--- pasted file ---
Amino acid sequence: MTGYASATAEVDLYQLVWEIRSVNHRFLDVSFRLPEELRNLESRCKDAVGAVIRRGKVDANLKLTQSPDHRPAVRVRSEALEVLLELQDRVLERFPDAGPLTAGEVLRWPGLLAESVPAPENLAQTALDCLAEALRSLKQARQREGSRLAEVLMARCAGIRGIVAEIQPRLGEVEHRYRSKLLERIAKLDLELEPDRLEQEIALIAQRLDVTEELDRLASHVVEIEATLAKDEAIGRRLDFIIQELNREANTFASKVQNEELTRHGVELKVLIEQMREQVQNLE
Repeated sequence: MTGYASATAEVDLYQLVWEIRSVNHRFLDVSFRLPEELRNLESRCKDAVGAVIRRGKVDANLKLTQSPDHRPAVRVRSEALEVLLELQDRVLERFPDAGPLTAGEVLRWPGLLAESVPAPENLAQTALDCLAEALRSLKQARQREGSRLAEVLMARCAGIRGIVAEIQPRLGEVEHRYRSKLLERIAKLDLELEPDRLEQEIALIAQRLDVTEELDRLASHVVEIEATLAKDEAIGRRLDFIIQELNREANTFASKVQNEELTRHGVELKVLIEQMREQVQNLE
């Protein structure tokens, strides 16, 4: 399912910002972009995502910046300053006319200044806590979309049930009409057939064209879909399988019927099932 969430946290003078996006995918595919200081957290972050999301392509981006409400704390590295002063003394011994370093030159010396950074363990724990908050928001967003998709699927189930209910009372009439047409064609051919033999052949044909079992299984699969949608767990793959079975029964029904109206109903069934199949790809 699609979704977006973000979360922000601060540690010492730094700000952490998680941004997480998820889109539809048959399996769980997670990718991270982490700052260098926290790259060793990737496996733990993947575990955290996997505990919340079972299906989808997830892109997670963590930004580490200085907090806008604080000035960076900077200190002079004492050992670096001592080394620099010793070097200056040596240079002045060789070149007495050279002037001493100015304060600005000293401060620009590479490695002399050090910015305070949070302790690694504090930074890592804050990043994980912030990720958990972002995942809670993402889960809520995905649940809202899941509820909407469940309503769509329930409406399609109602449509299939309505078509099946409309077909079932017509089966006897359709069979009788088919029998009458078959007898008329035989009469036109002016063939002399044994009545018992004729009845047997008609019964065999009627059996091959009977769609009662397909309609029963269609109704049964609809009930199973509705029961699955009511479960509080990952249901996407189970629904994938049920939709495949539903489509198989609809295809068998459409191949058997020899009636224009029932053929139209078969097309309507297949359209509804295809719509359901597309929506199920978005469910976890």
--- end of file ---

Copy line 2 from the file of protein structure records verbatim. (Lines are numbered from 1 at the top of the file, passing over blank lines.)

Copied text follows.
Repeated sequence: MTGYASATAEVDLYQLVWEIRSVNHRFLDVSFRLPEELRNLESRCKDAVGAVIRRGKVDANLKLTQSPDHRPAVRVRSEALEVLLELQDRVLERFPDAGPLTAGEVLRWPGLLAESVPAPENLAQTALDCLAEALRSLKQARQREGSRLAEVLMARCAGIRGIVAEIQPRLGEVEHRYRSKLLERIAKLDLELEPDRLEQEIALIAQRLDVTEELDRLASHVVEIEATLAKDEAIGRRLDFIIQELNREANTFASKVQNEELTRHGVELKVLIEQMREQVQNLE